Corvette News - VOL. 5 NO. 5 - 1962

Coming soon on Ohio66:
“Starring George Maharis” - by Rick Dailey

Ohio66 presents an in-depth look at the circumstances surrounding the departure of George Maharis from route 66 in the middle of the third season.

preview Starring George Maharis


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Filming a series, built in part around a car, presents some special technical problems. The solutions, in the main, are quite interesting. Running close-up shots in the Corvette, where Tod and Buz are talking, are filmed from the back of the station wagon. A tow-bar is used for these sequences. The Corvette is permanently wired for sound. Sound recording equipment is mounted in the station wagon, and dialogue is picked up by mikes hidden under their shirts. For these shots, faces are lighted with two, and sometimes three, tiny lights attached to the windshield header. Small enough to be completely hidden from the camera, their filaments handle 750 watts each and get hot enough to be thoroughly uncomfortable. Power is provided by a generator in the station wagon.

For rear running shots one of the other cars is used, often a Corvair with the front trunk lid removed. Once, while filming a race sequence at Riverside in California, the second Corvette was used as a camera car to catch the action while turning the track at close to 100 mph.

To control headlight intensity for night shots, a special rheostat switch has been wired into the headlight circuit. Dulling spray is used extensively to reduce the glare and reflection from the Corvette's bright metal trim and body finish.

Two identically equipped Corvettes are used in the filming of the series, one of them on a standby and utility basis. Together, they have logged well over 10,000 actual film miles. These are rough miles, indeed. Route 66 locations are not picked for their smooth roads. The men who work with them are very impressed with the way the show's Corvettes have taken the punishment. Mechanically, they rarely need more than minor adjustments. Particularly impressive, and important, is the way its fiber-glass body reacts to hard knocks. In one sequence, a giant sheet of plate glass was shattered on the hood. The total damage was a few infinitesimal scratches. This adds up to considerable time and money saved in the long run. "Furthermore," says Al Schultz, Transportation Captain, "even when the body is damaged seriously, the fiber glass will crack before it will spring a door or trunk lid."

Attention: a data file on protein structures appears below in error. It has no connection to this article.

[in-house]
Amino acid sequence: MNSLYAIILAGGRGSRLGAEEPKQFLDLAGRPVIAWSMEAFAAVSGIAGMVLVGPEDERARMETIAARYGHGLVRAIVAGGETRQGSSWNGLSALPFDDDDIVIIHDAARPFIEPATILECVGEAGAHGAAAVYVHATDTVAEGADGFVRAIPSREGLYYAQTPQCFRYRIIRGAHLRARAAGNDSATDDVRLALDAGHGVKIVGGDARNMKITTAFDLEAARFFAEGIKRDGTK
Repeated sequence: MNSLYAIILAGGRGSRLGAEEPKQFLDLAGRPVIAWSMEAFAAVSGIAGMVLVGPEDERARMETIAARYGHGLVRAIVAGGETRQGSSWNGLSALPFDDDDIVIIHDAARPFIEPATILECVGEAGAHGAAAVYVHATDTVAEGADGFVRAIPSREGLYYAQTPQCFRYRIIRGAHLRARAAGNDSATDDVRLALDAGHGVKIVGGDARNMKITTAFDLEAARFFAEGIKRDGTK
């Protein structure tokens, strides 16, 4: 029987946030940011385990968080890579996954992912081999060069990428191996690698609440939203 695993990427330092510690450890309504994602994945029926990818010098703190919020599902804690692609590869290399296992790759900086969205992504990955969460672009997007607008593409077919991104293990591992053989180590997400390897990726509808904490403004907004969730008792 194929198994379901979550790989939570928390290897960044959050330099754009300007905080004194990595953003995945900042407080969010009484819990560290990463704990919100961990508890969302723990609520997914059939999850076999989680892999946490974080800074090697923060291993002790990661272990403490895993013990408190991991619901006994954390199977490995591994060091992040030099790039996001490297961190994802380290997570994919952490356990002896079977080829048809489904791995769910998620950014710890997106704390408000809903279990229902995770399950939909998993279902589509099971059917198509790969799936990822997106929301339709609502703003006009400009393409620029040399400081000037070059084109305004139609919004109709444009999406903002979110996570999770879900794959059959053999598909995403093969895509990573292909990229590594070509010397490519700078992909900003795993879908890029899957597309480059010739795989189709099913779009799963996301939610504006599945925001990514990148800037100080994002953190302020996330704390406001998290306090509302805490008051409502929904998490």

Not the least of Corvette's admirers is George Maharis, who has one of his own. George, so the story goes, took up sports car driving as a hobby upon his return from Israel, where he played in Exodus. He quickly established a reputation as a highly capable amateur driver. It was this combination of talents that attracted the attention of Bert Leonard, who signed Maharis for the part of Buz Murdock.

Although the pace of filming Route 66 doesn't leave much free time, George has managed to rack up over 14,000 miles between locations. His black Corvette, with a removable hardtop which he rarely removes, has a red interior. It is equipped with the 360-hp engine, coupled with 4-speed transmission and a 4:11 axle. And as Maharis says, quite simply, "It's a bomb. I like it."

(e) Electrician Bill Carey wires tiny, but powerful, lamps to the Corvette's windshield header. Wire screen provides ventilation. (f) Dulling spray is applied to cut the amount of reflection from the car's bright surfaces. (g) George Maharis poses with his black Corvette between takes on the service drive at Marineland.

See the original page 27 here...

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